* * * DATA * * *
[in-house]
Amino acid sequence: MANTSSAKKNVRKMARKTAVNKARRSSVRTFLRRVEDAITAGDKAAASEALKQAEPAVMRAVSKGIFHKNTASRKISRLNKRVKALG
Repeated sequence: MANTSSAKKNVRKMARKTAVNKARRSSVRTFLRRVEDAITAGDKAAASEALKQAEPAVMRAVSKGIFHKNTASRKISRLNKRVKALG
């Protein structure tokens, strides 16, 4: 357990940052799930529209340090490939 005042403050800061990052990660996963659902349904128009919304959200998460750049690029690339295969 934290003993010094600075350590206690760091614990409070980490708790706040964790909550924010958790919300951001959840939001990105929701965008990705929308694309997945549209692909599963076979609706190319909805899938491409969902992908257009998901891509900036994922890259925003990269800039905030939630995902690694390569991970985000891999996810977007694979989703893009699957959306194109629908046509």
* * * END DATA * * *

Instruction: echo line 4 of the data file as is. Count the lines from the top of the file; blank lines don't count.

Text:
């Protein structure tokens, strides 16, 4: 357990940052799930529209340090490939 005042403050800061990052990660996963659902349904128009919304959200998460750049690029690339295969 934290003993010094600075350590206690760091614990409070980490708790706040964790909550924010958790919300951001959840939001990105929701965008990705929308694309997945549209692909599963076979609706190319909805899938491409969902992908257009998901891509900036994922890259925003990269800039905030939630995902690694390569991970985000891999996810977007694979989703893009699957959306194109629908046509």